State gives lip service to fracking concerns

To the Editor:

The Johnny-come-lately public hearing on fracking scheduled by the N.C. Mining and Energy Commission (MEC) at Western Carolina University on Sept. 12 appears to be nothing more than a public relations move to appease those Western Carolina residents whose opposition to the practice has finally been acknowledged in Raleigh.  

This hearing, like numerous other after-the-fact gambits by politicians, will essentially do nothing to reverse state law on fracking which was enacted by the Raleigh crowd without a millisecond of public input. While some local jurisdictions, including town boards, are standing up to Raleigh by passing anti-fracking resolutions for environmental reasons, these are merely symbolic gestures trumped by state law. Bottom line: the state legislature has basically emasculated local governments. 

MEC chairman Jim Womack said recently that the Western Carolina hearing was scheduled “to give voice to the people of the west.” How noble of the MEC to allow citizens of the region to voice their concerns over fracking when, in the end, it will make little or no difference. In fairness, the hearings may have some small impact on the draft oil and gas rulebook now in place thanks to Raleigh, but a little tweaking here and there doesn’t change the basic game. 

Mr. Womack went on to state that local concerns, while “meaningful” are still only “symbolic” and that passage of anti-fracking resolutions is “probably not a good thing” because it might offend the industry, heaven forbid. Apparently, it doesn’t matter if the industry is offensive to the people. Amazingly, he then suggested that voters should note those local public officials objecting to the fracking and “go the ballot box armed with that information.”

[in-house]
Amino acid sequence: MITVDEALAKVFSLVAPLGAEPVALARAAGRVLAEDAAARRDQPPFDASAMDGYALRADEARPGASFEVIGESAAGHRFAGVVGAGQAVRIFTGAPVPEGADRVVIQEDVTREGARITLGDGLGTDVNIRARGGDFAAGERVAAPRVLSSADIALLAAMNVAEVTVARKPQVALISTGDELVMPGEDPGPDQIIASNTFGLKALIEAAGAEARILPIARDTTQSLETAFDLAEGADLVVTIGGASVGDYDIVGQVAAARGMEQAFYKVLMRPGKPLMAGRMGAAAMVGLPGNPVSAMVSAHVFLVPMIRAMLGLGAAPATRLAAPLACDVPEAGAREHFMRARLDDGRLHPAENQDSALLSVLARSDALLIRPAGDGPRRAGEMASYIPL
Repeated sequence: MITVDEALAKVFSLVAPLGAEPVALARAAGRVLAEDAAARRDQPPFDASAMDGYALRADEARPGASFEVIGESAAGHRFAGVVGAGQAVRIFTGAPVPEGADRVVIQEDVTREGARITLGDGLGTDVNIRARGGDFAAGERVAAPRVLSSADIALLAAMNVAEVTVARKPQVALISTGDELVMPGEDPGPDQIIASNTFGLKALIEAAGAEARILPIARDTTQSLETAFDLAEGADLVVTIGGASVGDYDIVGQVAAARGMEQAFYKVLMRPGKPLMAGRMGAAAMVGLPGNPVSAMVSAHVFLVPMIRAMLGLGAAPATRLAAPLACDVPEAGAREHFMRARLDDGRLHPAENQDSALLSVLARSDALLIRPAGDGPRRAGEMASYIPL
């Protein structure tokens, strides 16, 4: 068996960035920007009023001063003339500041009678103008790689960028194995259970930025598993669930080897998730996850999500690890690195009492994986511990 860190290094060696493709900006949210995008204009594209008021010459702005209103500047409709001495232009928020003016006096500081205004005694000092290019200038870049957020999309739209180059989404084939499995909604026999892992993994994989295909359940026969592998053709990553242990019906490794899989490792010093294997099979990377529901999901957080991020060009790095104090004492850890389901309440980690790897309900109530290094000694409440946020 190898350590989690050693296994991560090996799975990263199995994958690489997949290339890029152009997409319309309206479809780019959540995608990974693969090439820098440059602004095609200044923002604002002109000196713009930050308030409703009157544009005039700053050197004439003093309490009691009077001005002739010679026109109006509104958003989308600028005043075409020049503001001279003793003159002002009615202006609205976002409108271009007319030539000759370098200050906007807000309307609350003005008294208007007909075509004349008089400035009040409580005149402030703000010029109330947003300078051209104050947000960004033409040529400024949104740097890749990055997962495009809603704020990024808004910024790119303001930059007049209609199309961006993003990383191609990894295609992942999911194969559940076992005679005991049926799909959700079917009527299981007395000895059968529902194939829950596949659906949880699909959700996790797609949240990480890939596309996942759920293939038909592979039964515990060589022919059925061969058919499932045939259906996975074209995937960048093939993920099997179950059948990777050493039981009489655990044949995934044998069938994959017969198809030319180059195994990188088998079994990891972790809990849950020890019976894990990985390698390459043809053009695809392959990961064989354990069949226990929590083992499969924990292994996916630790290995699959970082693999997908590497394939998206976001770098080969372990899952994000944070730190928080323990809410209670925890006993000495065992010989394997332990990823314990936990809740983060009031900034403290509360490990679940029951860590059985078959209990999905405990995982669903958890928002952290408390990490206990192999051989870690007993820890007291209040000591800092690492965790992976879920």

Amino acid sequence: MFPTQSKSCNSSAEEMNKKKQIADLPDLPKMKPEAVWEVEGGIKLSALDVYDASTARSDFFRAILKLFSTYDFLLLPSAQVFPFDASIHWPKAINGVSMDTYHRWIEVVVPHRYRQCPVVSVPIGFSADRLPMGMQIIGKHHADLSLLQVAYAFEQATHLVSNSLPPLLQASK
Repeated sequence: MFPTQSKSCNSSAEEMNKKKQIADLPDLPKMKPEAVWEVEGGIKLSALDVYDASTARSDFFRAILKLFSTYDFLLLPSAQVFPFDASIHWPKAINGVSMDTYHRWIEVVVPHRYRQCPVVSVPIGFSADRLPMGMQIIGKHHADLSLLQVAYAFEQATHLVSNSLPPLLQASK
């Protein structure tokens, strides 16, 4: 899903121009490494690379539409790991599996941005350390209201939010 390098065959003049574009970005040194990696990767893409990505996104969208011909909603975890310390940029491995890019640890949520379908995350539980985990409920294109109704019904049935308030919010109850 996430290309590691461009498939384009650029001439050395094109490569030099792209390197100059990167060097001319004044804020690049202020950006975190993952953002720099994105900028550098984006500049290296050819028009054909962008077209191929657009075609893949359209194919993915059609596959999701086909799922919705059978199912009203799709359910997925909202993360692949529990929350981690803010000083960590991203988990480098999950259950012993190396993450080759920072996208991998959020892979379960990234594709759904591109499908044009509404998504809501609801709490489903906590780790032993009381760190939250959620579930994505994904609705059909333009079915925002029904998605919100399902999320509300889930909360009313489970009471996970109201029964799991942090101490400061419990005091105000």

So, let me try to understand this conundrum. Mr. Womack wants voters to possibly punish elected local officials who oppose fracking, but it is perfectly fine for the state legislature to ram through this legislation with no prior public input. In other words, the state has spoken (Big Brother), and any local yokels who oppose Big Brother can be voted out. Here’s a suggestion. Have people go to the ballot box armed with the knowledge that their state representative(s) supported and passed fracking legislation in record time without public input. What about that scenario, Mr. Womack? 

Perhaps the public comments next month at WCU will have a positive impact on how fracking is rolled out in North Carolina. After all, the three-minute comments will be recorded by the MEC. Let’s just hope the recording isn’t erased once it’s played in the sequestered back rooms of the state legislature.

Gerald Soud

Rabun Gap, Ga.

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